Law of Cosines Worksheets

What is the Law of Cosines? One of the branches of mathematics, which helps in describing the nature of the geometric figure, the triangle is known as trigonometry. There are various laws that help in solving the parts of the triangle which are not known. One of those laws is the law of cosine. The law of cosine is derived from the Pythagoras theorem, with the prospect that it works for all the triangles. The law of cosine is: c2 = a2 + b2 - 2ab cosC
The two other versions of the law of cosines are: a2= c2 + b2 - 2bc cosA
And b2 = a2 + c2 - 2ac cosB.
Since all three versions differ in terms of labeling of the triangle, you can just verify one of them, and you're good to go.

  • Basic Lesson

    Guides students solving equations that involve an Law of Cosines. Demonstrates answer checking. This problem involves all three sides but only one angle of the triangle. This fits the profile for the Law of Cosines.

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  • Intermediate Lesson

    Demonstrates how to solve more difficult problems. In &tri;ABC a parallelogram, the adjacent sides measure 40 cm and 22 cm. If the larger angle of the parallelogram measure 116° , find the length of the larger diagonal, to the nearest integer.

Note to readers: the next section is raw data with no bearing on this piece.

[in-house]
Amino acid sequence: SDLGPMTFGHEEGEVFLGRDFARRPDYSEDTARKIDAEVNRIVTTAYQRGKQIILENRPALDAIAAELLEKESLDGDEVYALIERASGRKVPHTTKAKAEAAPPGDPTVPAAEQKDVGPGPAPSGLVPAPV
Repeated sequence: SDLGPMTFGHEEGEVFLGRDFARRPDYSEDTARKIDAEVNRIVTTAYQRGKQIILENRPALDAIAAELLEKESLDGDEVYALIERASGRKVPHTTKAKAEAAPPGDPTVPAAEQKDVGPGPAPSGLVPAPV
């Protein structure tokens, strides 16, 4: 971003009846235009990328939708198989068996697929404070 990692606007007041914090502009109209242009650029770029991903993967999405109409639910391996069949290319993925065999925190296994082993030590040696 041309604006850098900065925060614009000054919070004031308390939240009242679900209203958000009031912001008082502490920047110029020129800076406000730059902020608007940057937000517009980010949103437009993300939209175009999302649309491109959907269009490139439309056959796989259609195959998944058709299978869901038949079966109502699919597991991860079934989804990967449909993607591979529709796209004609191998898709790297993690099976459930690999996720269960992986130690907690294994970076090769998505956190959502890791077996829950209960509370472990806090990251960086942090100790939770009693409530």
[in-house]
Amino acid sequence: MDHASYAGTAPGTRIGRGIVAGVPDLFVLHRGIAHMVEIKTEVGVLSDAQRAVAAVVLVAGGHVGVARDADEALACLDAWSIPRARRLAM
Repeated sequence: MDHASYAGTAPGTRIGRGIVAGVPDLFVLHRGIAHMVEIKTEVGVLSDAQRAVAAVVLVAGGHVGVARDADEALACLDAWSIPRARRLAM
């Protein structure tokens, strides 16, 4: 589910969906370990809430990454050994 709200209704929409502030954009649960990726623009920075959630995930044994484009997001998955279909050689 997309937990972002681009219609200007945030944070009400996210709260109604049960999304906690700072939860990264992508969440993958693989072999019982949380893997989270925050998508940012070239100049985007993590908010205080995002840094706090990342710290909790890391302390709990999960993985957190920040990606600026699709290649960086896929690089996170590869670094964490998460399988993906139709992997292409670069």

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  • Independent Practice 1

    A really great activity for allowing students to understand the concept of Law of Cosines. Three sides of a triangle measure 32m, 28m, and 32m. Find the largest angle of the triangle to the nearest degree.

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  • Independent Practice 2

    Students find the Law of Cosines in assorted problems. The answers can be found below.

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  • Homework Worksheet

    Students are provided with problems to achieve the concepts of Law of Cosines.

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  • Skill Quiz

    This tests the students ability to evaluate Law of Cosines.

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  • Answer Key

    Answers for math worksheets, quiz, homework, and lessons.

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Good Thing He Didn't Listen...

For God's sake, please give it up. Fear it no less than the sensual passion, because it, too, may take up all your time and deprive you of your health, peace of mind and happiness in life.

[A letter to his son Janos urging him to give up work on non-Euclidean geometry.]